By Harry McCracken | Thursday, June 11, 2009 at 3:10 pm
Looks like any lingering question about the European Union’s antitrust case against Microsoft delaying the release of Windows 7 just ended. Earlier today, Cnet’s Ina Fried reported that Microsoft will release versions of the new OS that are sans Internet Explorer for sale in Europe. Microsoft has confirmed its intentions.
The Europe-only versions of Windows 7 will have an “E” appended to their names (such as “Windows 7 Home Premium E), and their existence apparently eliminates concerns that Microsoft is competing unfairly with Mozilla, Opera, and other browser makers by bundling IE with the world’s dominant operating system. European consumers and businesses will be free to download IE or any other browser, of course. And Microsoft says that PC manufacturers will be able to bundle IE if they so choose, in which case the end result will still be a computer with Windows 7 and IE 8 installed.
Other options for placating Europe that had been discussed included possibilities such as allowing users to choose their browser as part of the Windows setup process. Microsoft says that other options remain open for the future, but that its decision to strip out IE will allow it to ship IE on schedule in October.
I’m having a hard time getting too worked up about this news, either pro or con. On one hand, I think the Web’s a better place when multiple browsers are widely used. The existence of an IE-free version of Windows will presumably spur some European PC manufacturers to bundle other browsers, and some consumers to try Chrome, Firefox, Flock, Opera, or Safari. Which is good.
But the whole issue of Microsoft’s bundling of IE is like a blast from the past, when Netscape was the dominant browser and Microsoft effectively hobbled it by bundling IE for free with Windows. That was an unfortunate development for the Web and people who used it, since it led to the era in which nearly everybody used IE–and IE was an aging, unreliable, insecure behemoth of a browser that fairly screamed “I have no viable competition!”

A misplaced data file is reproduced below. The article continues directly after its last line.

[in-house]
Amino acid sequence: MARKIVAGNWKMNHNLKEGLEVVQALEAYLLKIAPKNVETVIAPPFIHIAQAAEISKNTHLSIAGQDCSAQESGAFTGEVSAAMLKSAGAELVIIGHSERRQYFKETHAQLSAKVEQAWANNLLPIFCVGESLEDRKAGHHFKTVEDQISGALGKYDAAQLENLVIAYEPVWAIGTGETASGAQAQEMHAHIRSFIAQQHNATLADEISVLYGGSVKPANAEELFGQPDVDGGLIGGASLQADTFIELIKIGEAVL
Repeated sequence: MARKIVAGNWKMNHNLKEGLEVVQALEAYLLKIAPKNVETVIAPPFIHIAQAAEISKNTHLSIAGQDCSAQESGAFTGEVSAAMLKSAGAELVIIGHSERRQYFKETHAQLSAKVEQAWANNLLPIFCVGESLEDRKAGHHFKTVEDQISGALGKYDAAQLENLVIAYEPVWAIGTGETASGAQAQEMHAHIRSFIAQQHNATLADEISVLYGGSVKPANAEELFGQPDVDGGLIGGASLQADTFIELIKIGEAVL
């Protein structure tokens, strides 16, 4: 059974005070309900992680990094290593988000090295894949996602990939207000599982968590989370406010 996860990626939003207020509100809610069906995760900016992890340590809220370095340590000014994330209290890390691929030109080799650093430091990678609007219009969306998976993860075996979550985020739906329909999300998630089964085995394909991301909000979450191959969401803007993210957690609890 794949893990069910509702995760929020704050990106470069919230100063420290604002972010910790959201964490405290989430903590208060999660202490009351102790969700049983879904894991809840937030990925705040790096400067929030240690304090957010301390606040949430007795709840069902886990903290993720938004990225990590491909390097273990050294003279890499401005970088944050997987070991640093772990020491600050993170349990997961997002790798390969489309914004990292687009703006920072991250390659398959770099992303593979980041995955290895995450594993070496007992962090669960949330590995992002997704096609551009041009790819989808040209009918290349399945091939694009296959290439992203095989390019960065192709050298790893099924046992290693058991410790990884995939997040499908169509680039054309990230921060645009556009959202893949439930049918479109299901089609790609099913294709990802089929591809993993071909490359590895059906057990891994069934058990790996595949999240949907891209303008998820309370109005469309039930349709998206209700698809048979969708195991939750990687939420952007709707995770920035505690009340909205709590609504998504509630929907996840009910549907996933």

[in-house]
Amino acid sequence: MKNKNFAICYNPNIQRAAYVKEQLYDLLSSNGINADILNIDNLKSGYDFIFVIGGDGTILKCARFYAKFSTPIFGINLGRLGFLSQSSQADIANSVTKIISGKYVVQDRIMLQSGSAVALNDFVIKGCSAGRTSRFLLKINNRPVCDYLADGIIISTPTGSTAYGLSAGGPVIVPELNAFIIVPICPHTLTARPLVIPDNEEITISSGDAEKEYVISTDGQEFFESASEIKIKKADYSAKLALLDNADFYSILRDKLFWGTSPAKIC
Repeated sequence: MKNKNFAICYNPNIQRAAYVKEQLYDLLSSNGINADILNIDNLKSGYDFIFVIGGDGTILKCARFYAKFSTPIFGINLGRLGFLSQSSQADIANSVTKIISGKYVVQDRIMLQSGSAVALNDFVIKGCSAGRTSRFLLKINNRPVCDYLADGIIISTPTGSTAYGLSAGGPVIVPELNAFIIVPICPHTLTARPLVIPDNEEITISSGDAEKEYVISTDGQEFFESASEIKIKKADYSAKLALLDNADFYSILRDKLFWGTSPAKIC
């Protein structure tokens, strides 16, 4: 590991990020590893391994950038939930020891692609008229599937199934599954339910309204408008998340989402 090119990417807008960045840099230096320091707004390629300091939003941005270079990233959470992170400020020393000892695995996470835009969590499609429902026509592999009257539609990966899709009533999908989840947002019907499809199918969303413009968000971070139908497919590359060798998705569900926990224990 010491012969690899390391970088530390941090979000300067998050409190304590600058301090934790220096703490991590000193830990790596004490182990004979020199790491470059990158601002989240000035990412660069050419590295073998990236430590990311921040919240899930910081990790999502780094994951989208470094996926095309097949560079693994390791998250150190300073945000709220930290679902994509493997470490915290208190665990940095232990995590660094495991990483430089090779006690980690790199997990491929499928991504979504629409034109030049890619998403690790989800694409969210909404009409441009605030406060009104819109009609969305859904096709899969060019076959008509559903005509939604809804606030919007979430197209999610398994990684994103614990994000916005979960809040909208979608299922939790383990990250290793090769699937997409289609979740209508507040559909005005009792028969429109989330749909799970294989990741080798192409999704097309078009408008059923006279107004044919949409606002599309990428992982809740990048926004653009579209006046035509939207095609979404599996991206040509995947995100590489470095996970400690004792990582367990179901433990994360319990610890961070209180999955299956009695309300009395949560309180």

But sorry, Europe–it’s too late to go back in time and give Netscape another shot at success. And you know what? It took awhile, but the browser situation resolved itself adequately enough largely through private-sector developments. Firefox came along, and it was so good–and IE 6 so crummy–that it was an instant success. The resurgence of the Mac platform helped to make Safari viable. Chrome is a strong browser from a company (Google) that’s far more powerful on the Web than today’s Microsoft is. The Opera folks just keep plugging away. Microsoft has reacted by breathing life back into IE.
All of which has led to an era in which Internet Explorer’s market share has shrunk dramatically. And that of its rivals has grown. And there are multiple successful browsers engaged in fierce and innovative competition to come up with cool new stuff. Microsoft may have tried to abuse its OS monopoly to crush other browsers. But we can now definitiely say that it failed.
It’s conceivable that the Web might have ended up a better place if governments had reacted swiftly to Microsoft’s anti-Netscape tactics in the mid-1990s. (Although maybe not: As usual with companies that fail to compete with Microsoft, Netscape made some ill-advised moves on its own which didn’t help its cause.) But governments simply moved too slowly: Microsoft’s deal with the EU is a solution to a problem that no longer exists.
That’s my take, at least. What’s yours?